Seen through this lens, the myofascial meridians simply track the warp and weft through this outer bag of myofascial webbing. Where does this webbing continue in straight lines – lines that can transmit forces that travel out from their local areas to create global effects via the interconnectedness of this overall double bag? The answer to this question provides a map for tracking strain transmission throughout this system. How we move and are moved during our lives shapes this web, and the shape of the web, in turn, helps to determine our experience of living in our bodies.
One other holistic image is necessary to jump out of this “machine made out of parts” image so ingrained in our systems – tensegrity geometry. The normal geometric picture of our anatomy is that the skeleton is a continuous compression framework, like a crane or a stack of blocks, and the muscles hang from it like the cables. This leads to the single muscle theory again – the skeleton is stable but moveable, and we parse out what each muscle does to that framework on its own, adding them together to analyze the movement. A little thought, however, soon puts this idea out to pasture. Take the muscles away, and the skeleton is anything but stable; take all the soft-tissue away and the bones would clatter to the floor, as they do not interlock or stack in any kind of stable way.
If we can get away from the idea that bones are like girders, and muscles are the cables that move the girders, we are led to a class of structures called “tensegrity” (the integrity lies in the balance of tension) Image 2. Originated by Kenneth Snelson and developed by Buckminster Fuller, tensegrity geometry more closely approximates the body as we live and feel it than does the old “crane” model. In the dance of stability and mobility that is a human moving, the bones and cartilage are clearly compression-resisting struts that push outward against the myofascial net. The net, in turn, is always tensional, always trying to pull inward toward the center. Both elements are necessary for stability, and both contribute to practical mobility.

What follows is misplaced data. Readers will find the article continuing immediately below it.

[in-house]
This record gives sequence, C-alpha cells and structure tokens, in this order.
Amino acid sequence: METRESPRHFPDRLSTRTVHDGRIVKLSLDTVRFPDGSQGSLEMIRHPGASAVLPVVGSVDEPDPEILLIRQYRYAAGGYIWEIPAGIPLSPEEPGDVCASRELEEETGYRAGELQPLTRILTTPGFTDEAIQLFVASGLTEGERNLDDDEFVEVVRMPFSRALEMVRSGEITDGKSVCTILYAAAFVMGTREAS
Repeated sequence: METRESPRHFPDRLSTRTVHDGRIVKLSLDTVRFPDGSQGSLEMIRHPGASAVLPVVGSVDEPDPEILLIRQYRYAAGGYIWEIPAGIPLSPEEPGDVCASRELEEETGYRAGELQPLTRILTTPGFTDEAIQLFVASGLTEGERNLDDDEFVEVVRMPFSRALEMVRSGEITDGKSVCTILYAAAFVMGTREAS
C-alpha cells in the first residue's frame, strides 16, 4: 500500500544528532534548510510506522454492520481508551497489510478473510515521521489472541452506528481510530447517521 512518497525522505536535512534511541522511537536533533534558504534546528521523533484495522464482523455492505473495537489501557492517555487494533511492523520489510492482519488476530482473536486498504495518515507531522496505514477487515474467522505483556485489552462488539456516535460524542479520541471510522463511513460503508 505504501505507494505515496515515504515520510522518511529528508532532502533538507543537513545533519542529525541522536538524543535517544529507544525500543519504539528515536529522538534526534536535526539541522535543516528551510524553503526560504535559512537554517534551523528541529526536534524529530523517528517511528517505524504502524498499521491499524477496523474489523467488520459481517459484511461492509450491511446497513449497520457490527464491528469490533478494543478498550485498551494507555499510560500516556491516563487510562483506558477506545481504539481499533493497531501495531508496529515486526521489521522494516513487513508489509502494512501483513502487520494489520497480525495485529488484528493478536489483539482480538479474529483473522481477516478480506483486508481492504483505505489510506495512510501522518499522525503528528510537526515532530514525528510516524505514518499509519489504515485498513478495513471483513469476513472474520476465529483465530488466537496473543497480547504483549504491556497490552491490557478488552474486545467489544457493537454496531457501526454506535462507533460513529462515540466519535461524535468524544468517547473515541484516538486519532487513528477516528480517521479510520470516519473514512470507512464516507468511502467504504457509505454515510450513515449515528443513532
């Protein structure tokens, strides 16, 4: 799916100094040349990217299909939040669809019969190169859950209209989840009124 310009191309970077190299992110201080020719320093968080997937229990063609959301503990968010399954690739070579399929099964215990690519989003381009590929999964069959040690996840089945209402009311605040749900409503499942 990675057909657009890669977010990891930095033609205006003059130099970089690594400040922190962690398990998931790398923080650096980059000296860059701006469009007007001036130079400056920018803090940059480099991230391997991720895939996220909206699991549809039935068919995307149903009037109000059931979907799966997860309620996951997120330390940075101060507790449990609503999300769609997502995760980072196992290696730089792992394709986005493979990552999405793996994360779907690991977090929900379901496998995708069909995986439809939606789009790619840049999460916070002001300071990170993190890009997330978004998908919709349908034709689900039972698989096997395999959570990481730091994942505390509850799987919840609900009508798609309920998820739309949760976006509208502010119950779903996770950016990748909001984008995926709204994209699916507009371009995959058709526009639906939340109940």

In this new orthopedic model, the boney struts “float” within the sea of tension provided by the soft tissues. The position of the bones is thus dependent on the tensional balance among these soft-tissue elements. This model is of great importance in seeing the larger potential of soft- tissue approaches to structure, in that boney position and posture is far more dependent on soft-tissue balance than on any high-velocity thrusting of bones back into “alignment.” In this view, the Anatomy Trains Myofascial Meridians map the global lines of tension that traverse the entire body’s muscular surface, acting to keep the skeleton in shape, guide the available tracks for movement, and coordinate global postural patterns. Research supports the idea of tensegrity geometry ruling mechanical transmission from the cellular level on up, and macro-level models, such as the one in Image 1., are becoming more anatomically accurate.